IKEv1, IKEv2, GETVPN, GRE, SVTI, IPSEC Profile and Crypto Map

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In computing, Internet Key Exchange (IKE, sometimes IKEv1 or IKEv2, depending on version) is the protocol used to set up a security association (SA) in the IPsec protocol suite. IKE builds upon the Oakley protocol and ISAKMP.[1] IKE uses X.509 certificates for authentication ‒ either pre-shared or distributed using DNS (preferably with DNSSEC) ‒ and a Diffie–Hellman key exchange to set up a shared session secret from which cryptographic keys are derived.[2][3] In addition, a security policy for every peer which will connect must be manually maintained


Cisco Group Encrypted Transport VPN, eliminates the need for compromise between network intelligence and data privacy in private WAN environments. Service providers can finally offer managed encryption without a provisioning and management nightmare since GET VPN simplifies the provisioning and management of VPN. GET VPN defines a new category of VPN, one that does not use tunnels.


Generic Routing Encapsulation (GRE) is a protocol that encapsulates packets in order to route other protocols over IP networks. GRE is defined by RFC 2784. GRE was developed as a tunneling tool meant to carry any OSI Layer 3 protocol over an IP network.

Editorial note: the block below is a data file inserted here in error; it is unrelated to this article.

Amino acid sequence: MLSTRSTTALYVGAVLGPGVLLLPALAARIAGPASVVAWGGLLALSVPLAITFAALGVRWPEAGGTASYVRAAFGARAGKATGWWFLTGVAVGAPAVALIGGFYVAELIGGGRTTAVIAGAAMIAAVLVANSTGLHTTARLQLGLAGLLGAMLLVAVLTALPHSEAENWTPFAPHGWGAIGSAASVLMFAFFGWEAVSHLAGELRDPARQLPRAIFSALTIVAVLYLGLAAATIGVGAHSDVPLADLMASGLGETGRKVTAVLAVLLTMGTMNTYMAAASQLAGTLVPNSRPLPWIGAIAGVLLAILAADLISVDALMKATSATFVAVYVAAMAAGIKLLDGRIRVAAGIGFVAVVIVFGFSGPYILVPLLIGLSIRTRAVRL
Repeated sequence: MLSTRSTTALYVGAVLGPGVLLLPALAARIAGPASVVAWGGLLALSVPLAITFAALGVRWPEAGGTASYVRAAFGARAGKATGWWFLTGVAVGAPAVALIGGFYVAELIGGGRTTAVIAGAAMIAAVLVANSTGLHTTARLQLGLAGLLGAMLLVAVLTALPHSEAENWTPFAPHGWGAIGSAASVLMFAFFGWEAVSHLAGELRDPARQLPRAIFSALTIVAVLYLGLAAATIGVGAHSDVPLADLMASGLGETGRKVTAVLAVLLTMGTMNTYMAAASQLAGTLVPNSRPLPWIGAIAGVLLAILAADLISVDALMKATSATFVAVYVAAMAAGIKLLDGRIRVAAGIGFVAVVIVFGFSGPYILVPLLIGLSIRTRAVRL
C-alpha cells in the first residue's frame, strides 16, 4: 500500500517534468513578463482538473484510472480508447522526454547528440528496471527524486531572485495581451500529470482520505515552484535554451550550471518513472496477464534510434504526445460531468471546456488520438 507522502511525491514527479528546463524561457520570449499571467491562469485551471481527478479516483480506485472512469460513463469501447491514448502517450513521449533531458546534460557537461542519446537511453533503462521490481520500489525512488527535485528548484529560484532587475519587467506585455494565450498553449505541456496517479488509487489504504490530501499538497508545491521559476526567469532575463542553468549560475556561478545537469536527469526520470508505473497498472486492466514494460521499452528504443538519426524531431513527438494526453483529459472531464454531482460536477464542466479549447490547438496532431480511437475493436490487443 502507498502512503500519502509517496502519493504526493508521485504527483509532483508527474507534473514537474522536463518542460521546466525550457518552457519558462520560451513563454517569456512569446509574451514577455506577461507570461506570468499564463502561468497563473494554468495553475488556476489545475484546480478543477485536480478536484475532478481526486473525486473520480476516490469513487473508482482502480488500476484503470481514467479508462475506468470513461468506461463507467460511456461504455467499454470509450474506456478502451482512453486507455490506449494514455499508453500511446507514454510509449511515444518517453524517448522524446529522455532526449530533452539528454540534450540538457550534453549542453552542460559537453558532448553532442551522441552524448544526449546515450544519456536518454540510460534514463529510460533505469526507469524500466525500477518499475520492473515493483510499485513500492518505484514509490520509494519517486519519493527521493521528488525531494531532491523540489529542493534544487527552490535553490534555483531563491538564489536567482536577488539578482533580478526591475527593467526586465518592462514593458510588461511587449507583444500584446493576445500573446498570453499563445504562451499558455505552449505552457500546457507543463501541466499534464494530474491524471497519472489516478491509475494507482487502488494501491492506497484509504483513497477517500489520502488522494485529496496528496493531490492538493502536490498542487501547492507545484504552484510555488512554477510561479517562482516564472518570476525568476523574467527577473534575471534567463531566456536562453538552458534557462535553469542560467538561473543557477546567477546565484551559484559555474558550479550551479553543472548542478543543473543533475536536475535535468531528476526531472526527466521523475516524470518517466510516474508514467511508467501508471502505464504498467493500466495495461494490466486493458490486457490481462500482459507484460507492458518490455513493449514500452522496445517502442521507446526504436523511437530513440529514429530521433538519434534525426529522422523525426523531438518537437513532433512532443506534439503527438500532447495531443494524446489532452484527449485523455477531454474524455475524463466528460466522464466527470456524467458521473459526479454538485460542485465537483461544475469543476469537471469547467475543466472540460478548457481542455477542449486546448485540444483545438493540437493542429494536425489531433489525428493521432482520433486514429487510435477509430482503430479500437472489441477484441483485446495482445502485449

Cisco started offering an alternative for configuring IOS based VPN’s. This method is called SVTI, or static virtual tunnel interfaces. SVTI is one category of VTI that is basically a configuration alternative for Lan to Lan VPNs. There is also a variant called DVTI, or dynamic virtual tunnel interface, that is a alternative for remote access VPNs. From the perspective of the wire, SVTI based VPN packets look similar to traditional “crypto-map” based VPN traffic. However, the configuration is based on a virtual interface as opposed to using crypto map based configuration. This virtual interface gives some distinct advantages.

IPSEC Profile:

“A major difference is that GRE tunnels allow multicast packets to traverse the tunnel whereas IPSec VPN does not support multicast packets.”

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